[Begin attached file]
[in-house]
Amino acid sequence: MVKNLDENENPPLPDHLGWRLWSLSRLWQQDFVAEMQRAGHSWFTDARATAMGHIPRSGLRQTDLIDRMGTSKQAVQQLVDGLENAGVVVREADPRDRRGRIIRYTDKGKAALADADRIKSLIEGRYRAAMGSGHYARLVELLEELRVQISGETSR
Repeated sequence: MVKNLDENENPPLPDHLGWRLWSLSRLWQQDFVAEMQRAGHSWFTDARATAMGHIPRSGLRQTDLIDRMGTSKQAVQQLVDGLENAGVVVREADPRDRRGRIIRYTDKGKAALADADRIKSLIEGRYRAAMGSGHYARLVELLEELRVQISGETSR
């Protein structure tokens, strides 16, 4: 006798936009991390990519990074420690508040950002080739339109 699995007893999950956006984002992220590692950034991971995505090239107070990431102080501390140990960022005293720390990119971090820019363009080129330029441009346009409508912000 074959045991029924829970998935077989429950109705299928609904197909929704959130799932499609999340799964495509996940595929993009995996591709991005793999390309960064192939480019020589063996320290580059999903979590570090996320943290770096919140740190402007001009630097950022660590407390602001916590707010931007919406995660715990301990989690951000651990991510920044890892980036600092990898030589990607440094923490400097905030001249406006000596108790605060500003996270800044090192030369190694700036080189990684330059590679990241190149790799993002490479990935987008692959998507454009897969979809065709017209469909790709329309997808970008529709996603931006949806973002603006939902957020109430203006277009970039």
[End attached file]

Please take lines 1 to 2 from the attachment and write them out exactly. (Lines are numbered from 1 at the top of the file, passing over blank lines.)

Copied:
[in-house]
Amino acid sequence: MVKNLDENENPPLPDHLGWRLWSLSRLWQQDFVAEMQRAGHSWFTDARATAMGHIPRSGLRQTDLIDRMGTSKQAVQQLVDGLENAGVVVREADPRDRRGRIIRYTDKGKAALADADRIKSLIEGRYRAAMGSGHYARLVELLEELRVQISGETSR